Like its namesake, this small-town ensemble comedy is somewhat oily and lacking in flavor. It revolves around a prestigious butter-carving contest in an Iowa community, where Bob (Ty Burrell) has been the reigning champion for years. But when the organizers call for Bob to step aside, his bitter wife (Jennifer Garner) becomes furious and competes in his place, trying to upstage a foster child (Yara Shahidi) who is the crowd favorite. The satirical gags are hit-and-miss, but mostly the film is overloaded with broad quirks and stereotypes when real-world grounding would have been more effective. The cast includes Hugh Jackman, Alicia Silverstone and Olivia Wilde. (Rated R, 90 minutes).
A first-rate cast cannot rescue a muddled script in this comedy of suburban dysfunction, focusing on two families whose lives are thrown into turmoil when David (Hugh Laurie) begins an affair with Nina (Leighton Meester), the daughter of his neighbor and best friend who returns home after spending five years overseas. The relationship exposes the already strained relationships in both families. While some viewers might question the film’s moral stance, the bigger problem is that the characters are one-dimensional and chemistry between David and Nina feels forced. Still, there are some amusing moments from an ensemble that includes Allison Janney, Catherine Keener and Oliver Platt. (Rated R, 91 minutes).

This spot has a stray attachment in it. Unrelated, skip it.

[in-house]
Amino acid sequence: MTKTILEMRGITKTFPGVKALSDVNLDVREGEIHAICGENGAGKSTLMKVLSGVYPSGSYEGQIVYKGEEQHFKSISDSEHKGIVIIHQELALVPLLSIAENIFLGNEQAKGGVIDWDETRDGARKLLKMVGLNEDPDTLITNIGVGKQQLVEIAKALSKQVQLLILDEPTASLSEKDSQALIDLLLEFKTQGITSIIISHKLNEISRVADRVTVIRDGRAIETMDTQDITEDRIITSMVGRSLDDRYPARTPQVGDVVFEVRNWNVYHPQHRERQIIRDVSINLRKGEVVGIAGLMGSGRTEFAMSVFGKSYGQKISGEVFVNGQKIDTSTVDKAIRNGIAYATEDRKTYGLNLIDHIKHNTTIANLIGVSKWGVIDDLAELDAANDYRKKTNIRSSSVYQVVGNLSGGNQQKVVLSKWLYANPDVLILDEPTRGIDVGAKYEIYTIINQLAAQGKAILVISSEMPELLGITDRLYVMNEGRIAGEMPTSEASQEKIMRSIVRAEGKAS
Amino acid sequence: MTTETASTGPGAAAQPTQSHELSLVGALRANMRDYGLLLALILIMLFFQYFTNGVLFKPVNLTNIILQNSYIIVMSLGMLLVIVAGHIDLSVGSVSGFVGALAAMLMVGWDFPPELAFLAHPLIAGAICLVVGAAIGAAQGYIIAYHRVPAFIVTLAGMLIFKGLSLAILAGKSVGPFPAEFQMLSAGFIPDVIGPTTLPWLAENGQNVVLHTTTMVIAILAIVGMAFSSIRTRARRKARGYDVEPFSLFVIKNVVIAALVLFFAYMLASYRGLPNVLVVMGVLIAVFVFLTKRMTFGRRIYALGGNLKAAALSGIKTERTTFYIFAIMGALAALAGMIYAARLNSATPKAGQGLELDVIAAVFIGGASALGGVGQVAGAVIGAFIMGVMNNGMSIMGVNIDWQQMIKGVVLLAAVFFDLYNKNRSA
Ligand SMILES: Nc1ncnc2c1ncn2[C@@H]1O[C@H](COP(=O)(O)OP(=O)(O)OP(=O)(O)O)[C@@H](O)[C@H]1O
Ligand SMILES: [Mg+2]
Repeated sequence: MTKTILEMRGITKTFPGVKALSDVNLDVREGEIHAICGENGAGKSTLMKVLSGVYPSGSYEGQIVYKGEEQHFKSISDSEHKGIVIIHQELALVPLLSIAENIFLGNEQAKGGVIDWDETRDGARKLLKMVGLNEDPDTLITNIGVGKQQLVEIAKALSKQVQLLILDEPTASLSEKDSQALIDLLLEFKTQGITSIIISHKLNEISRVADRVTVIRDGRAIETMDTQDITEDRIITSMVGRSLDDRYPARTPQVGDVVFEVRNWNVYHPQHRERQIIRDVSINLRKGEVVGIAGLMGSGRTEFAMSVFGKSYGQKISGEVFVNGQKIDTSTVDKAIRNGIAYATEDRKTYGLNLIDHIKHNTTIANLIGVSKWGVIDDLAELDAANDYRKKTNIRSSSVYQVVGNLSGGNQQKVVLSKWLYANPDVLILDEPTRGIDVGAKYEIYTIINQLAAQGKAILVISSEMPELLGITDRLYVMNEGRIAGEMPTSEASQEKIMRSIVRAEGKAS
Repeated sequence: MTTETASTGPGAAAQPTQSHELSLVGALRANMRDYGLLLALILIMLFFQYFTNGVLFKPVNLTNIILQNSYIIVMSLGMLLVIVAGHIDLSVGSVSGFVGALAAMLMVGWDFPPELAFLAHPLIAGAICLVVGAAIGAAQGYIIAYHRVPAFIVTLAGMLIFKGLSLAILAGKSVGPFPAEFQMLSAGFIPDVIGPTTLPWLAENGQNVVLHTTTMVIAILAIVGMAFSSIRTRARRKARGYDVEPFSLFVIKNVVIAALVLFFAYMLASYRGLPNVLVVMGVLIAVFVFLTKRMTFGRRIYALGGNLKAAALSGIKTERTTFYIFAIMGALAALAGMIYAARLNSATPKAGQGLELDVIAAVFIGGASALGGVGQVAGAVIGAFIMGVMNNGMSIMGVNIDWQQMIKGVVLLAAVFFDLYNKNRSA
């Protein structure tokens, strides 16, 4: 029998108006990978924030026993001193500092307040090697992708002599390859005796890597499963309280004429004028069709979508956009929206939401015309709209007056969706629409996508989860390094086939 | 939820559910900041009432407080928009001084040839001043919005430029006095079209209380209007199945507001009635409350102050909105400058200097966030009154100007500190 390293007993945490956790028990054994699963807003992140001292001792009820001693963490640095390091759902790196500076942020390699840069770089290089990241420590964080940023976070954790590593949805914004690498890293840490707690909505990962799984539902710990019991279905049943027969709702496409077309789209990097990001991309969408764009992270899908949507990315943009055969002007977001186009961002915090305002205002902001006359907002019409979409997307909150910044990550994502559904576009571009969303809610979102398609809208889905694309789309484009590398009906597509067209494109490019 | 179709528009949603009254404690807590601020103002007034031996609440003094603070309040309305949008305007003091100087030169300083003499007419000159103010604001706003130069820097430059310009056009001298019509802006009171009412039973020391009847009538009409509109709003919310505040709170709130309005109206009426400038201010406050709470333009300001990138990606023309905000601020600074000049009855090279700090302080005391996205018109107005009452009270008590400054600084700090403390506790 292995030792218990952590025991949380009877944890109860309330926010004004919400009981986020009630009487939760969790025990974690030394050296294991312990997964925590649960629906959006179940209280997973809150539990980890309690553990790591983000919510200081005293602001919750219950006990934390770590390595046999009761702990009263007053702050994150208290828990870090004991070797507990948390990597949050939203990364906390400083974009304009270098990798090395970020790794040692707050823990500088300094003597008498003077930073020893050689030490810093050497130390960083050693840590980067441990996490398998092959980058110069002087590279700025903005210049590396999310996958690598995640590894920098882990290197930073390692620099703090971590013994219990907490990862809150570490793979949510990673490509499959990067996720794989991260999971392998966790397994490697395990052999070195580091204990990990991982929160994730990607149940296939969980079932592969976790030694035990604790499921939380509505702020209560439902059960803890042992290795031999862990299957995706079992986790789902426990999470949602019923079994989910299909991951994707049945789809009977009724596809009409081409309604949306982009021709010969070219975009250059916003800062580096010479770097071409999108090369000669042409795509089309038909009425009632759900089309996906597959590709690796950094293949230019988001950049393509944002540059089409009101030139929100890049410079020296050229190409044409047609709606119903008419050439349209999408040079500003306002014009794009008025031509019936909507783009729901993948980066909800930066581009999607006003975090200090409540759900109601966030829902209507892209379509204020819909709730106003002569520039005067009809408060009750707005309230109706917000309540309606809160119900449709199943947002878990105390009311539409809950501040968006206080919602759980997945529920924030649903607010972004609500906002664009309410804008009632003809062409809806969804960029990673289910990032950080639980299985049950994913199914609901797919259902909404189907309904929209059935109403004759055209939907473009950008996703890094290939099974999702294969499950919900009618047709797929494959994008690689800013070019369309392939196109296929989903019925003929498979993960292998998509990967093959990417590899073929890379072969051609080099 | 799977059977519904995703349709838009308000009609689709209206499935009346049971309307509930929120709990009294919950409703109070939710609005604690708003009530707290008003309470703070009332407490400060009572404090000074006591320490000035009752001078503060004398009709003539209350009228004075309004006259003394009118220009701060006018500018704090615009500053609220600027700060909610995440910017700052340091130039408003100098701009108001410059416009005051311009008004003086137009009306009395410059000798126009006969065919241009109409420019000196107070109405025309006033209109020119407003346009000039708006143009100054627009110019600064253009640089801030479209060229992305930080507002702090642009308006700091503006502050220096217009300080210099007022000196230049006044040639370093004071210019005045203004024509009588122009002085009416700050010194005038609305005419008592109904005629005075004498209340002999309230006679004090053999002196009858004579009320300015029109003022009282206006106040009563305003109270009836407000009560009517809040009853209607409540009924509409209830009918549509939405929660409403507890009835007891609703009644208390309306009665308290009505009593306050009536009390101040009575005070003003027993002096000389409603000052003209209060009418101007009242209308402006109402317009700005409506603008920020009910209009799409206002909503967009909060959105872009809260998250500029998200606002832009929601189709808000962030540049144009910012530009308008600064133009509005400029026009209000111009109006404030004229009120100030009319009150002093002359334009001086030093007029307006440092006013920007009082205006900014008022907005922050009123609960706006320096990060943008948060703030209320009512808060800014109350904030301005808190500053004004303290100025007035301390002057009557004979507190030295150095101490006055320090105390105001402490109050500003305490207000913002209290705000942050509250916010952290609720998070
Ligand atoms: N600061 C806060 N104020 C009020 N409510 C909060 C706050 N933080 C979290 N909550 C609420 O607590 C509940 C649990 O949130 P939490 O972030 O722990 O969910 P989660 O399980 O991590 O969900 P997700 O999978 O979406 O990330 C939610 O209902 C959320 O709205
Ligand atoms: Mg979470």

This low-budget French character drama is a powerful study of how relationships are tested under desperate circumstances. It follows Simon (Kacey Mottet Klein), a precocious preteen kleptomaniac who steals from wealthy guests at a posh Swiss ski resort near his home as a way of supporting himself and the troubled woman (Lea Seydoux) who lives with him. Their relationship is deeper than an average sibling bond, something French director Ursula Meier (Home) explores with unsettling authenticity. But mostly, it’s an evocative and intimate tale that audaciously refuses to pass judgment on its characters. The film is well-acted by its two leads and emotionally uncompromising. (Not rated, 97 minutes).
Someday This Pain Will Be Useful to You
Perhaps the pain will be useful to the lead character in this pretentious coming-of-age drama, as the title suggests, but what about moviegoers? They are left to watch the cliched misadventures of James (Toby Regbo), an angst-ridden, socially awkward teenager trying to figure out his place while surrounded by a host of eccentrics, including his overbearing, high-maintenance mother (Marcia Gay Harden) and his estranged father (Peter Gallagher). There might be heartfelt intentions behind this adaptation of the novel by Peter Cameron, but the film takes itself too seriously while it tackles familiar territory. The cast includes Lucy Liu, Aubrey Plaza, Stephen Lang and Ellen Burstyn. (Not rated, 95 minutes).
Even horror aficionados likely will grow weary before the end of this meandering low-budget anthology that combines the efforts of six genre directors, most notably Adam Wingard (A Horrible Way to Die) and Ti West (The Innkeepers). It strings together several “found-footage” short films of varying quality around the story of a group of petty thieves who break into a house to retrieve a rare videotape, but must search through several VHS stacks in order to find the right one. It’s not a bad concept, but the execution is predictably hit-and-miss. It’s occasionally unsettling and creepy, but rarely is it truly innovative or chilling. (Rated R, 116 minutes).